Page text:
Brain abnormalities and defects of the placenta
Scientists have discovered that the earliest indicators of autism to date could be the presence of defective cells in the placenta.The discovery could lead to earlier diagnosis of developmental disorder that affects about one in 200 children and can result in learning difficulties, speech problems and difficulty in interpersonal relationships.
There cytoarchitectonic abnormalities in the limbic system and cerebellum. The increased size was observed in some cells and a decrease in intercellular connections. ‘The absence of anomalies in other regions suggests that the lesions occur before 23 weeks gestation.’ Volumetric changes were also found in the amygdala of the brain, the cerebellar vermis (inconstant), temporal lobe and from different parts of the ‘default-mode network’ (see below). These anomalies may reflect a failure of brain maturation probably genetic.
It was revealed the presence of defective cells in the placenta of children with Asperger syndrome, with presence of abnormal microscopic wells, three times more numerous than in normal placentas.These findings could lead to early diagnosis of a disorder.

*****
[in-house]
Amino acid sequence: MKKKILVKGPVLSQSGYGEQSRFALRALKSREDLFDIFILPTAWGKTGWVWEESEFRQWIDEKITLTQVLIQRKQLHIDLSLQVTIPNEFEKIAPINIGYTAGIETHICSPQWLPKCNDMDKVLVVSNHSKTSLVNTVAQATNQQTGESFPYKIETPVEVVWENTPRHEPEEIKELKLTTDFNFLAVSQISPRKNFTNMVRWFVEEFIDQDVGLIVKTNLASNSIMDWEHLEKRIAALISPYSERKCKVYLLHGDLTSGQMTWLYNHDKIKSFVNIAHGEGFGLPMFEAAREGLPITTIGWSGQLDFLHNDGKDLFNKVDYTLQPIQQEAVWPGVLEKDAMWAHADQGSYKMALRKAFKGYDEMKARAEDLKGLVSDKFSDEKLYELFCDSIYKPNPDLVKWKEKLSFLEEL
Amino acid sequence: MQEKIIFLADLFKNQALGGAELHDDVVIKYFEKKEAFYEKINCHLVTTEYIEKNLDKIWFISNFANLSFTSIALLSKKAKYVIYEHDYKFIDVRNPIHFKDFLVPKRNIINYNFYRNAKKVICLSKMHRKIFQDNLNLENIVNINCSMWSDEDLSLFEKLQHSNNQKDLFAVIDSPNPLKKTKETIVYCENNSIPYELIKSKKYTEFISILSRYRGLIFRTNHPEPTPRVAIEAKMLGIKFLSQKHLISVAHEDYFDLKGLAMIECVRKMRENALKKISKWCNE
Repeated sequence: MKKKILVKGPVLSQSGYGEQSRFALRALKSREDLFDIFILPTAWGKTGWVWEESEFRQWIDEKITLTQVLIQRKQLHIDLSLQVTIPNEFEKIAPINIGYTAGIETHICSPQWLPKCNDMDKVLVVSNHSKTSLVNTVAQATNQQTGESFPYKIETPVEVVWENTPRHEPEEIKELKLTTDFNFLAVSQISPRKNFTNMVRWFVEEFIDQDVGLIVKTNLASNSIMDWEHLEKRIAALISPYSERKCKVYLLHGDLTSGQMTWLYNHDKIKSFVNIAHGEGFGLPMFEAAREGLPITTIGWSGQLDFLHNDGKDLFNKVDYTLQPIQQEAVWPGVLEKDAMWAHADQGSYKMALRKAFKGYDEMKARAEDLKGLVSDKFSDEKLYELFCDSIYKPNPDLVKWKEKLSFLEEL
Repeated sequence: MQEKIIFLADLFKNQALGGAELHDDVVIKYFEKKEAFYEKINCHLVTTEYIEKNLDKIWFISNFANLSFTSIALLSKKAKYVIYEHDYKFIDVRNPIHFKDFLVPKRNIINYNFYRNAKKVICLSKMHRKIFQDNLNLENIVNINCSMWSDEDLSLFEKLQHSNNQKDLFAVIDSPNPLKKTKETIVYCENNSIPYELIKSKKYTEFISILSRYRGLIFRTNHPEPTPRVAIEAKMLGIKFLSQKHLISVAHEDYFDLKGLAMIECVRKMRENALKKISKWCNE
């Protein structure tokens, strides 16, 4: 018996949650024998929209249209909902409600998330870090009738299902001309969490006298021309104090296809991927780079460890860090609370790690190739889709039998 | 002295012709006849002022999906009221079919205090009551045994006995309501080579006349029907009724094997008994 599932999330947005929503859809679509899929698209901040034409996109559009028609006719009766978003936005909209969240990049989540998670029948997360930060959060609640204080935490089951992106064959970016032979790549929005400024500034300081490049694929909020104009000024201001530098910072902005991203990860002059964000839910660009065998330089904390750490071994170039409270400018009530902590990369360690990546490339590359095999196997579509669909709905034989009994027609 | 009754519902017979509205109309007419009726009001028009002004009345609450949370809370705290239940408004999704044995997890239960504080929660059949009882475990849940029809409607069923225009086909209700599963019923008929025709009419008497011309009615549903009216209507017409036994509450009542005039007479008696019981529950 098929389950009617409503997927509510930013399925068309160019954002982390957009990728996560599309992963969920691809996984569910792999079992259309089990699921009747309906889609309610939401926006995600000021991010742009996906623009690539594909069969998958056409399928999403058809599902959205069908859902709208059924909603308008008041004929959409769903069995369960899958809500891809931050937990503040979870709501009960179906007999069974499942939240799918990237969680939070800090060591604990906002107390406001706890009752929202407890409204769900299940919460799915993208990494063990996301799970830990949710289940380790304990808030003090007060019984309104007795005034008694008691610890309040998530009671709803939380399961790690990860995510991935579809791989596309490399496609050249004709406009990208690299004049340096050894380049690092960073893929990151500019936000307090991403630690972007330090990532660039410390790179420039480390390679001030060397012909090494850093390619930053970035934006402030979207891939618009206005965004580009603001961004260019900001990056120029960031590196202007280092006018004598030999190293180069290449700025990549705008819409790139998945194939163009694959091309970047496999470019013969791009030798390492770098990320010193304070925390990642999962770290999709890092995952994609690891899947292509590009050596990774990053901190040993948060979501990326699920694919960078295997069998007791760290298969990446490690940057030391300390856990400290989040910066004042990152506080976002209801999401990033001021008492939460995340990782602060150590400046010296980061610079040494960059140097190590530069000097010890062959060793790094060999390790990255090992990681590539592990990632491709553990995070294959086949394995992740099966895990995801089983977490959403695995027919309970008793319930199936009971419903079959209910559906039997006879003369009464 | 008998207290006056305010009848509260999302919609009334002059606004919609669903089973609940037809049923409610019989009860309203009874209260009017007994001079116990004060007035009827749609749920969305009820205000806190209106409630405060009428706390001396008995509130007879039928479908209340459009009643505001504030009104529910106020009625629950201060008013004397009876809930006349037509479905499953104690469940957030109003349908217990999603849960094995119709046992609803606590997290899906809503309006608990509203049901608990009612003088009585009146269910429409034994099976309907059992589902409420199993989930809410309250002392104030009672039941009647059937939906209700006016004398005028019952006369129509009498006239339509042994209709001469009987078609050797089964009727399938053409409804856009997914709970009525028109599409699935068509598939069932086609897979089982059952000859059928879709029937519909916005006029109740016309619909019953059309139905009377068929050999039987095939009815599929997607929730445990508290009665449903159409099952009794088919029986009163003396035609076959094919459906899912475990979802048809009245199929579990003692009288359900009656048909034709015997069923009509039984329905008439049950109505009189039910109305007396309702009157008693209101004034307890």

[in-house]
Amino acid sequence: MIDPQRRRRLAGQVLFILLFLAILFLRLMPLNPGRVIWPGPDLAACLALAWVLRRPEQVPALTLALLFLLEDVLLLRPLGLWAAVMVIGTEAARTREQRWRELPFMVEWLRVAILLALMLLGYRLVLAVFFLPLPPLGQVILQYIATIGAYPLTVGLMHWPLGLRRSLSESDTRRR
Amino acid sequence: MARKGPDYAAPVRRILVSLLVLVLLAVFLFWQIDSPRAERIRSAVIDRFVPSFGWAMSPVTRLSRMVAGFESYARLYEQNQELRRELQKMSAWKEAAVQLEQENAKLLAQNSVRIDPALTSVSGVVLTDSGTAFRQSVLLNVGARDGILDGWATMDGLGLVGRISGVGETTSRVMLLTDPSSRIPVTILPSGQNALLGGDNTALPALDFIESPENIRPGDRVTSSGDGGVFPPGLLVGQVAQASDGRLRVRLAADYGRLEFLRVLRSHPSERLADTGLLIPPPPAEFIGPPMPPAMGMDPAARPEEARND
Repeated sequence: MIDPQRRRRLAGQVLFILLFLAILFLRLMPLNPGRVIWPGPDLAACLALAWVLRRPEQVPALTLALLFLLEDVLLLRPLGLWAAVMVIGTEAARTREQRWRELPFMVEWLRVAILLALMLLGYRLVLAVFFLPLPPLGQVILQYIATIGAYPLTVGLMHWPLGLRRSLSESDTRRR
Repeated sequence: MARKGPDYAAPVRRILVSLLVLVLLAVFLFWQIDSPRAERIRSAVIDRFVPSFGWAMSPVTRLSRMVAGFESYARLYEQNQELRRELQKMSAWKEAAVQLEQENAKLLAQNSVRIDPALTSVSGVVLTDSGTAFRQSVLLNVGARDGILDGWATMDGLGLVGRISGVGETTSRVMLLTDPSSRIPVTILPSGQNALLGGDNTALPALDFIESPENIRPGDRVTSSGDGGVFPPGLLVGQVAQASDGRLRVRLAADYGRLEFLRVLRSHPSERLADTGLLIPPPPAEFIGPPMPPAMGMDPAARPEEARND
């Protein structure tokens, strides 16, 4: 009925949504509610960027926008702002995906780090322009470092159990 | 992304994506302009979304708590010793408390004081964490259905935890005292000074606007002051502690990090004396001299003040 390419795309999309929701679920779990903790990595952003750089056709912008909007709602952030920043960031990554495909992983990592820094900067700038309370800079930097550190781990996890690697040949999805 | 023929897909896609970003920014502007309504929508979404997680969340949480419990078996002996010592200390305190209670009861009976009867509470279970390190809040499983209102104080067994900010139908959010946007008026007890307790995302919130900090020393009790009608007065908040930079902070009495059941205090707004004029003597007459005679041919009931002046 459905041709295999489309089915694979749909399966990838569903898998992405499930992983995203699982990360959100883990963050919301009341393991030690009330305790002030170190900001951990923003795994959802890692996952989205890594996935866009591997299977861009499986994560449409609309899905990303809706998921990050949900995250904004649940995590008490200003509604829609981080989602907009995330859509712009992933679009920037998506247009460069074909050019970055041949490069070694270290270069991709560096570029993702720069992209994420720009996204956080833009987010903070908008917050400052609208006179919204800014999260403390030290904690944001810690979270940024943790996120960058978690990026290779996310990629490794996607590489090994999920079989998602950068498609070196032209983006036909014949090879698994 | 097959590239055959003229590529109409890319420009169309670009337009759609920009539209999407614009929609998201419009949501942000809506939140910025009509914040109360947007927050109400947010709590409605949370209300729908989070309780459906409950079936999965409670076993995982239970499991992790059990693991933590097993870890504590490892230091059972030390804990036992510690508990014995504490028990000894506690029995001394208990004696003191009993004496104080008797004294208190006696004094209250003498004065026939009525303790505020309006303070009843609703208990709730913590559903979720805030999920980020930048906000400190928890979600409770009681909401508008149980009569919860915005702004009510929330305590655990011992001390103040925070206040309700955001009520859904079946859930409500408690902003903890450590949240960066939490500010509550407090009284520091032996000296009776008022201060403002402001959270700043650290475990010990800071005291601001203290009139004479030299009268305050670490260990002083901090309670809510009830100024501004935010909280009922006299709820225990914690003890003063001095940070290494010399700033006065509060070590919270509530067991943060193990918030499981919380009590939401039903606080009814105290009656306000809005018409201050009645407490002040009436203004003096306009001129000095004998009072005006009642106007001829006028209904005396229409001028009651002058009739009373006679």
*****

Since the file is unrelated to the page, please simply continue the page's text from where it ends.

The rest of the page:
All this research should be viewed with caution but they are confirmed it could open new horizons for the detection, treatment and possibly the beam causal factors that are involved in autism.
By 1964, in his book Infantile Autism: The Syndrome and Its Implications for a Neural Theory of Behavior Bernard Rimland suggested the possibility of genetic factors in the etiology of autism.
There is a strong preponderance of autistic disorder to genetic diseases identified, which together account for 10% of those identified as autism (Fragile X Syndrome, Rett Syndrome, Sotos Syndrome, Joubert syndrome, Neurofibromatosis type I; Sclerosis Tuberous, Prader-Willy, Angelman Syndrome).